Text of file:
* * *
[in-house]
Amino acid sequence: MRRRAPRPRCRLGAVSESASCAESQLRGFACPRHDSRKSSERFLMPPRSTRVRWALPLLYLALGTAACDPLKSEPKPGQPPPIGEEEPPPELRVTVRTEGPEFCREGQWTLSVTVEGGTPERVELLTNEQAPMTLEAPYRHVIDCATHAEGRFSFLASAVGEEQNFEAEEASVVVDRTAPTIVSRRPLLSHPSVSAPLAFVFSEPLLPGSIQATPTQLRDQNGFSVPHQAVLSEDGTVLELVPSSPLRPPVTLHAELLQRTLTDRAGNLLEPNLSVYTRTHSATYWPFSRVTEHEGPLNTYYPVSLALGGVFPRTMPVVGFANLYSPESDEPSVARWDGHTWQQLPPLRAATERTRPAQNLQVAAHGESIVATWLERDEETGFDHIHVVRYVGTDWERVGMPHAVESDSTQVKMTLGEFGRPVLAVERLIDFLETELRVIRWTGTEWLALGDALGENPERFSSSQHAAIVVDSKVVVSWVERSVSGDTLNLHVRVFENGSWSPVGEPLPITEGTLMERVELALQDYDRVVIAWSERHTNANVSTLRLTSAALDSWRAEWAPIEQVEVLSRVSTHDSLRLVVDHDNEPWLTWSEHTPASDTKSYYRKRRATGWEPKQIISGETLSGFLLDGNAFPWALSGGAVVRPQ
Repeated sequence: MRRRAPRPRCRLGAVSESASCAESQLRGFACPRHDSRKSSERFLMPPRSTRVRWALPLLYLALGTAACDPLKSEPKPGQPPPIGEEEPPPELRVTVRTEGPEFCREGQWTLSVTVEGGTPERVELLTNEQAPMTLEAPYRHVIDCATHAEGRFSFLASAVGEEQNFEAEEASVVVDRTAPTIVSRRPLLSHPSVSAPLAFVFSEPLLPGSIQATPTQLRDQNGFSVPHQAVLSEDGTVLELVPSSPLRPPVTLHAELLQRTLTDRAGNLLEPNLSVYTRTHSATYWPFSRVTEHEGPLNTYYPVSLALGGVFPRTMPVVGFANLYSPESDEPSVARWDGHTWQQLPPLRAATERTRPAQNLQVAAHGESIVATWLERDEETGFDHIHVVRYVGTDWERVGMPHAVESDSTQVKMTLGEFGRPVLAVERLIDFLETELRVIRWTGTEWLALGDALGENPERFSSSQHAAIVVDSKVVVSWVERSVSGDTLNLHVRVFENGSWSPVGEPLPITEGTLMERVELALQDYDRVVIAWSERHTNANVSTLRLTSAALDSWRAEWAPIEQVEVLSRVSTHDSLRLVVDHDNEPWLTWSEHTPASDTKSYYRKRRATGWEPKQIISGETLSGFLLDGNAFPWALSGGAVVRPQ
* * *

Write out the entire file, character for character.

[in-house]
Amino acid sequence: MRRRAPRPRCRLGAVSESASCAESQLRGFACPRHDSRKSSERFLMPPRSTRVRWALPLLYLALGTAACDPLKSEPKPGQPPPIGEEEPPPELRVTVRTEGPEFCREGQWTLSVTVEGGTPERVELLTNEQAPMTLEAPYRHVIDCATHAEGRFSFLASAVGEEQNFEAEEASVVVDRTAPTIVSRRPLLSHPSVSAPLAFVFSEPLLPGSIQATPTQLRDQNGFSVPHQAVLSEDGTVLELVPSSPLRPPVTLHAELLQRTLTDRAGNLLEPNLSVYTRTHSATYWPFSRVTEHEGPLNTYYPVSLALGGVFPRTMPVVGFANLYSPESDEPSVARWDGHTWQQLPPLRAATERTRPAQNLQVAAHGESIVATWLERDEETGFDHIHVVRYVGTDWERVGMPHAVESDSTQVKMTLGEFGRPVLAVERLIDFLETELRVIRWTGTEWLALGDALGENPERFSSSQHAAIVVDSKVVVSWVERSVSGDTLNLHVRVFENGSWSPVGEPLPITEGTLMERVELALQDYDRVVIAWSERHTNANVSTLRLTSAALDSWRAEWAPIEQVEVLSRVSTHDSLRLVVDHDNEPWLTWSEHTPASDTKSYYRKRRATGWEPKQIISGETLSGFLLDGNAFPWALSGGAVVRPQ
Repeated sequence: MRRRAPRPRCRLGAVSESASCAESQLRGFACPRHDSRKSSERFLMPPRSTRVRWALPLLYLALGTAACDPLKSEPKPGQPPPIGEEEPPPELRVTVRTEGPEFCREGQWTLSVTVEGGTPERVELLTNEQAPMTLEAPYRHVIDCATHAEGRFSFLASAVGEEQNFEAEEASVVVDRTAPTIVSRRPLLSHPSVSAPLAFVFSEPLLPGSIQATPTQLRDQNGFSVPHQAVLSEDGTVLELVPSSPLRPPVTLHAELLQRTLTDRAGNLLEPNLSVYTRTHSATYWPFSRVTEHEGPLNTYYPVSLALGGVFPRTMPVVGFANLYSPESDEPSVARWDGHTWQQLPPLRAATERTRPAQNLQVAAHGESIVATWLERDEETGFDHIHVVRYVGTDWERVGMPHAVESDSTQVKMTLGEFGRPVLAVERLIDFLETELRVIRWTGTEWLALGDALGENPERFSSSQHAAIVVDSKVVVSWVERSVSGDTLNLHVRVFENGSWSPVGEPLPITEGTLMERVELALQDYDRVVIAWSERHTNANVSTLRLTSAALDSWRAEWAPIEQVEVLSRVSTHDSLRLVVDHDNEPWLTWSEHTPASDTKSYYRKRRATGWEPKQIISGETLSGFLLDGNAFPWALSGGAVVRPQ